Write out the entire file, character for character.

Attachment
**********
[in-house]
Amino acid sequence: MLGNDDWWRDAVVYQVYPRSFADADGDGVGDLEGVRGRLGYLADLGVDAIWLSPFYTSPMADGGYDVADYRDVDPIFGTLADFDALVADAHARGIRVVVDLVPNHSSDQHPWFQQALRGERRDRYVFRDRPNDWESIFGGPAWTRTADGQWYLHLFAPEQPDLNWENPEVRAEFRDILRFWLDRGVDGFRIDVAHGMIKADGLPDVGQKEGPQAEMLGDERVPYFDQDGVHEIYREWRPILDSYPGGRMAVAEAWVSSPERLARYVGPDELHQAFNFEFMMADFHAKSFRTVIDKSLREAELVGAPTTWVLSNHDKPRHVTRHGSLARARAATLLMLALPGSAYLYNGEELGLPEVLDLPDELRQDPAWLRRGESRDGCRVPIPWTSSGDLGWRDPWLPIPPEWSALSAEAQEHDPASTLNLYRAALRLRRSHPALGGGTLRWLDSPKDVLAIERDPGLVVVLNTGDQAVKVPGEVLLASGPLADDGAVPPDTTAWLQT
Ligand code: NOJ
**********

[in-house]
Amino acid sequence: MLGNDDWWRDAVVYQVYPRSFADADGDGVGDLEGVRGRLGYLADLGVDAIWLSPFYTSPMADGGYDVADYRDVDPIFGTLADFDALVADAHARGIRVVVDLVPNHSSDQHPWFQQALRGERRDRYVFRDRPNDWESIFGGPAWTRTADGQWYLHLFAPEQPDLNWENPEVRAEFRDILRFWLDRGVDGFRIDVAHGMIKADGLPDVGQKEGPQAEMLGDERVPYFDQDGVHEIYREWRPILDSYPGGRMAVAEAWVSSPERLARYVGPDELHQAFNFEFMMADFHAKSFRTVIDKSLREAELVGAPTTWVLSNHDKPRHVTRHGSLARARAATLLMLALPGSAYLYNGEELGLPEVLDLPDELRQDPAWLRRGESRDGCRVPIPWTSSGDLGWRDPWLPIPPEWSALSAEAQEHDPASTLNLYRAALRLRRSHPALGGGTLRWLDSPKDVLAIERDPGLVVVLNTGDQAVKVPGEVLLASGPLADDGAVPPDTTAWLQT
Ligand code: NOJ